Obviously, one of the X Play's biggest strengths is the near-stock version of Android it runs. It shouldn't shock you to learn that's not the case for its US counterpart -- it comes with 9 Verizon apps preloaded, along with a bunch of games and Amazon apps that are of dubious value at best. Throw in some decidedly non-stock Motorola widgets and first-party apps and you've got a device that looks like an X Play but doesn't really act like one. That said, the Maxx 2's handsome 5.5-inch 1080p display still leaps to life when you wave a hand over it, and most of the other contextual tricks seen in recent Moto Xs work the way you'd expect them to. Oh, and about that screen? It's not nearly as saturated as the one Motorola stuck in the Turbo 2. For most people, I suspect that's a very good thing.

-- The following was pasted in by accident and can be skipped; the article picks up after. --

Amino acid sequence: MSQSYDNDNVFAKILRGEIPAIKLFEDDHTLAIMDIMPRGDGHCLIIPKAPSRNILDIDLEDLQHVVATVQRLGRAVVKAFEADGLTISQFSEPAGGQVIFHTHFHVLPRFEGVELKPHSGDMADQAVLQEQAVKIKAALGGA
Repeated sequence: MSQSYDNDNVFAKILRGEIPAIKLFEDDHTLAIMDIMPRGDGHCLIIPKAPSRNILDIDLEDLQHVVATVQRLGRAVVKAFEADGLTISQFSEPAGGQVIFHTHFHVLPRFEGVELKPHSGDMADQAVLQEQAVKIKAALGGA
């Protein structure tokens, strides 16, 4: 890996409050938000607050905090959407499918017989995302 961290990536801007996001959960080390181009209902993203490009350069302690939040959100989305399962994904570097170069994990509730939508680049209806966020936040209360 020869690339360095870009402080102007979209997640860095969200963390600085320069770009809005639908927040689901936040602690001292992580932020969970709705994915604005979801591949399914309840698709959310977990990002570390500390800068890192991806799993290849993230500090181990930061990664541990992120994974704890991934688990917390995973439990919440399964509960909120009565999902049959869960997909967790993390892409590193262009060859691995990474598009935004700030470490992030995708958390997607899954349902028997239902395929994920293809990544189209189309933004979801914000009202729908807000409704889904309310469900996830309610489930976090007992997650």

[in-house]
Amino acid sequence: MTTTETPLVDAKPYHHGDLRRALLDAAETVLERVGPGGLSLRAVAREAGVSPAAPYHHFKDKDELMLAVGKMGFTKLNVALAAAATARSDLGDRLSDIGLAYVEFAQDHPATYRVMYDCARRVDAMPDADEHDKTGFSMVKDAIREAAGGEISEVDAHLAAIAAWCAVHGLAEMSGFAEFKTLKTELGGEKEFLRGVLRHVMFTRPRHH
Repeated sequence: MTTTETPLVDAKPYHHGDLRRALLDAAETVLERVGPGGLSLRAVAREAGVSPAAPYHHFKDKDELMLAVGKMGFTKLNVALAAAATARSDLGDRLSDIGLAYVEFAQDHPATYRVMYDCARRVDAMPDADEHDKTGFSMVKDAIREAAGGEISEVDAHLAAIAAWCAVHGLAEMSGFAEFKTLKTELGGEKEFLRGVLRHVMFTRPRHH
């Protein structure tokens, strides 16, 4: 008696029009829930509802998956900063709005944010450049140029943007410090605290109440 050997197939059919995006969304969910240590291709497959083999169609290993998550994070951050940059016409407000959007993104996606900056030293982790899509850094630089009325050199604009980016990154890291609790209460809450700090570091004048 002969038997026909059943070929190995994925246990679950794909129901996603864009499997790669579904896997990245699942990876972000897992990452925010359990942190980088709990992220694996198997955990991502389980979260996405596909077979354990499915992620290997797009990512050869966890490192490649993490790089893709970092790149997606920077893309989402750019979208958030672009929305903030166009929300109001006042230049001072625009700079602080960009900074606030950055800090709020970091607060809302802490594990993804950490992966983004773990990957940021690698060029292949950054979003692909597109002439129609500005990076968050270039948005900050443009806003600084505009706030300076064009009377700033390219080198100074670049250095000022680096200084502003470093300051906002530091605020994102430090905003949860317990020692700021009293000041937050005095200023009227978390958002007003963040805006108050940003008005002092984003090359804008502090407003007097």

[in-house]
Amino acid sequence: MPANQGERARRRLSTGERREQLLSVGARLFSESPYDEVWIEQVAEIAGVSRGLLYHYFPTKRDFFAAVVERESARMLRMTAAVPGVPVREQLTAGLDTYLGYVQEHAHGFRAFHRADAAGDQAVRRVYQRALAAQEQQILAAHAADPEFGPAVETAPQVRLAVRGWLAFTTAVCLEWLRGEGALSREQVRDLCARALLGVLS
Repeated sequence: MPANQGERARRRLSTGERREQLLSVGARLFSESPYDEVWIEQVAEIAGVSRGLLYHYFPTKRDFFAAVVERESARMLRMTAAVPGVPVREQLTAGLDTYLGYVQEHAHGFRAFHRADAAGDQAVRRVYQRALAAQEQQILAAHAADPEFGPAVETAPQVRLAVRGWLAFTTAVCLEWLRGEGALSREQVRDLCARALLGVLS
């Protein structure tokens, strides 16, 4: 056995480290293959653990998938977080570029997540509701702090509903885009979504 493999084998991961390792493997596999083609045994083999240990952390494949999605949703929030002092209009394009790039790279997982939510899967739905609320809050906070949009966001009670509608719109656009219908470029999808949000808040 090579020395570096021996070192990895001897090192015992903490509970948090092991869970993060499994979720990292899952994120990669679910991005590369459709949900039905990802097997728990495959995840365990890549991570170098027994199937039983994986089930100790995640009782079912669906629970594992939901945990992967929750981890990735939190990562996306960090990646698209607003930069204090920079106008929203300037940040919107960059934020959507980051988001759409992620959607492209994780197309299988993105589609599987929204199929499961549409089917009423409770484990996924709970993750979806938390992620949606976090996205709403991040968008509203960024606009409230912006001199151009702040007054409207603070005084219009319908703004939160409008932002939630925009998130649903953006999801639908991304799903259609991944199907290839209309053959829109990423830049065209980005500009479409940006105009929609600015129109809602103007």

From what I can tell, everything else here works the way it did on the original X Play. Performance was mostly snappy (though not without the occasional hiccup) thanks to the Snapdragon 615 chipset and 2GB of RAM, and the camera seemed at least above-average in the strangely dim demo area Verizon set up for us. Build quality seems perfectly adequate too, though it's not quite as beefy as the nigh-unbreakable Droid Turbo 2. What's really exciting about the Maxx 2 is its enormous 3,630mAh battery -- Motorola says it's last you about 48 full hours of mixed use, and that's about what we got during our testing of the original phone too. In an age where your social life often dies with your smartphone, this is very, very good news indeed. Tempted? You'll be able to grab your own 16GB Droid Maxx 2 in just a few days, and it'll set you back $384 (or $16/month, if you're a payment plan person).